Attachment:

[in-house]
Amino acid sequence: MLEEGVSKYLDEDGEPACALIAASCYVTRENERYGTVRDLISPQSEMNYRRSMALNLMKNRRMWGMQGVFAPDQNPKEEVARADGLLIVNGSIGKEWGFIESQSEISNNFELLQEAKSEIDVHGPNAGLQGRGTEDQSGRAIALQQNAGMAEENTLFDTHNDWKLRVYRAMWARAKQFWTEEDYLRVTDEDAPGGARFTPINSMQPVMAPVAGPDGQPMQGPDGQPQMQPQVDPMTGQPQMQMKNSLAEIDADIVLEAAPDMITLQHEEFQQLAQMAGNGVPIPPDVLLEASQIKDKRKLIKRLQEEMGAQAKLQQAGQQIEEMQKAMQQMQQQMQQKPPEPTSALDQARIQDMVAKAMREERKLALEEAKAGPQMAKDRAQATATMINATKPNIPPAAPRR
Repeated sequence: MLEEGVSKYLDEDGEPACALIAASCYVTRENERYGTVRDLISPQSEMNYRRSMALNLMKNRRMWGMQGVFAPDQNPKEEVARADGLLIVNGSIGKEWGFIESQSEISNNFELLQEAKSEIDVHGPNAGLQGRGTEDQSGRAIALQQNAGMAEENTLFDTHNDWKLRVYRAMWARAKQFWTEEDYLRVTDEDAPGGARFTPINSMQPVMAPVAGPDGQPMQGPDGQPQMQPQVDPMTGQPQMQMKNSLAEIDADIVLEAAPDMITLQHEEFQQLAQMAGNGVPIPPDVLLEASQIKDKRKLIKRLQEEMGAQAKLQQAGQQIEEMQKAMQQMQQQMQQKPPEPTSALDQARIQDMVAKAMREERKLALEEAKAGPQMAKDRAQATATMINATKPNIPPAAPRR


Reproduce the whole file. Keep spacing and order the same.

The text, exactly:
[in-house]
Amino acid sequence: MLEEGVSKYLDEDGEPACALIAASCYVTRENERYGTVRDLISPQSEMNYRRSMALNLMKNRRMWGMQGVFAPDQNPKEEVARADGLLIVNGSIGKEWGFIESQSEISNNFELLQEAKSEIDVHGPNAGLQGRGTEDQSGRAIALQQNAGMAEENTLFDTHNDWKLRVYRAMWARAKQFWTEEDYLRVTDEDAPGGARFTPINSMQPVMAPVAGPDGQPMQGPDGQPQMQPQVDPMTGQPQMQMKNSLAEIDADIVLEAAPDMITLQHEEFQQLAQMAGNGVPIPPDVLLEASQIKDKRKLIKRLQEEMGAQAKLQQAGQQIEEMQKAMQQMQQQMQQKPPEPTSALDQARIQDMVAKAMREERKLALEEAKAGPQMAKDRAQATATMINATKPNIPPAAPRR
Repeated sequence: MLEEGVSKYLDEDGEPACALIAASCYVTRENERYGTVRDLISPQSEMNYRRSMALNLMKNRRMWGMQGVFAPDQNPKEEVARADGLLIVNGSIGKEWGFIESQSEISNNFELLQEAKSEIDVHGPNAGLQGRGTEDQSGRAIALQQNAGMAEENTLFDTHNDWKLRVYRAMWARAKQFWTEEDYLRVTDEDAPGGARFTPINSMQPVMAPVAGPDGQPMQGPDGQPQMQPQVDPMTGQPQMQMKNSLAEIDADIVLEAAPDMITLQHEEFQQLAQMAGNGVPIPPDVLLEASQIKDKRKLIKRLQEEMGAQAKLQQAGQQIEEMQKAMQQMQQQMQQKPPEPTSALDQARIQDMVAKAMREERKLALEEAKAGPQMAKDRAQATATMINATKPNIPPAAPRR